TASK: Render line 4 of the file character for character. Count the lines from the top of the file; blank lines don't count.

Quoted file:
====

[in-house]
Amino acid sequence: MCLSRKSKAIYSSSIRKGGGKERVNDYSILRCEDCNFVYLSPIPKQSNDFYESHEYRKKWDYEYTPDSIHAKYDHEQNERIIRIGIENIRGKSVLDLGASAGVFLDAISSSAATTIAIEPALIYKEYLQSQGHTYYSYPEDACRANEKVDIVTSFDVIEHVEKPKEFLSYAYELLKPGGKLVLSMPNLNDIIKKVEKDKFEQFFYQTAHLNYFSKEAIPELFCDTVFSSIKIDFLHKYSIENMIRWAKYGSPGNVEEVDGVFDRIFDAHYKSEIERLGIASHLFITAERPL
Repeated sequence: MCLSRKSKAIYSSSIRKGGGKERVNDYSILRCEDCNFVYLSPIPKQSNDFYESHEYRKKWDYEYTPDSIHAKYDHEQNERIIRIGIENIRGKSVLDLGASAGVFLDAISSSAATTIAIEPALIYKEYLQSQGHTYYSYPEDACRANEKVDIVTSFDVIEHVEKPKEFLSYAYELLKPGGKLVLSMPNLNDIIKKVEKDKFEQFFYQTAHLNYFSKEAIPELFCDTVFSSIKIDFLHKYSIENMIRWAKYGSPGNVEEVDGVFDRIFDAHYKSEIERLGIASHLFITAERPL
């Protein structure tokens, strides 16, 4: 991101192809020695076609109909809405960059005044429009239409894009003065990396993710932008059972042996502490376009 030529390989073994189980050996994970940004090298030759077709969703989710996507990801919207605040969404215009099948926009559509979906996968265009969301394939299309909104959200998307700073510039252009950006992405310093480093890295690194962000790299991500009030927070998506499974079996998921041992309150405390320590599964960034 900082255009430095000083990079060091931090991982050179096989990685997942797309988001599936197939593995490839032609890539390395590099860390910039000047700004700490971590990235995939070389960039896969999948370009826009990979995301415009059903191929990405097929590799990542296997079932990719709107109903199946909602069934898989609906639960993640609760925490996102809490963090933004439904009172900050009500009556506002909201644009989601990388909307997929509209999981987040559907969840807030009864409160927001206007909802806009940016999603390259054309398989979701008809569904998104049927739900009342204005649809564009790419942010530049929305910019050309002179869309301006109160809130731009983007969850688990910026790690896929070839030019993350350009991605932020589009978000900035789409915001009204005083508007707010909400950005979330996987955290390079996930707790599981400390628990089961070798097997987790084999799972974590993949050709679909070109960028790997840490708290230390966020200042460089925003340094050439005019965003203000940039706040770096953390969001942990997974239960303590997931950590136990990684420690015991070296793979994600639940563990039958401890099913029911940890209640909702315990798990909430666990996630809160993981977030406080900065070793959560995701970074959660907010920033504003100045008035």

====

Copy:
């Protein structure tokens, strides 16, 4: 991101192809020695076609109909809405960059005044429009239409894009003065990396993710932008059972042996502490376009 030529390989073994189980050996994970940004090298030759077709969703989710996507990801919207605040969404215009099948926009559509979906996968265009969301394939299309909104959200998307700073510039252009950006992405310093480093890295690194962000790299991500009030927070998506499974079996998921041992309150405390320590599964960034 900082255009430095000083990079060091931090991982050179096989990685997942797309988001599936197939593995490839032609890539390395590099860390910039000047700004700490971590990235995939070389960039896969999948370009826009990979995301415009059903191929990405097929590799990542296997079932990719709107109903199946909602069934898989609906639960993640609760925490996102809490963090933004439904009172900050009500009556506002909201644009989601990388909307997929509209999981987040559907969840807030009864409160927001206007909802806009940016999603390259054309398989979701008809569904998104049927739900009342204005649809564009790419942010530049929305910019050309002179869309301006109160809130731009983007969850688990910026790690896929070839030019993350350009991605932020589009978000900035789409915001009204005083508007707010909400950005979330996987955290390079996930707790599981400390628990089961070798097997987790084999799972974590993949050709679909070109960028790997840490708290230390966020200042460089925003340094050439005019965003203000940039706040770096953390969001942990997974239960303590997931950590136990990684420690015991070296793979994600639940563990039958401890099913029911940890209640909702315990798990909430666990996630809160993981977030406080900065070793959560995701970074959660907010920033504003100045008035």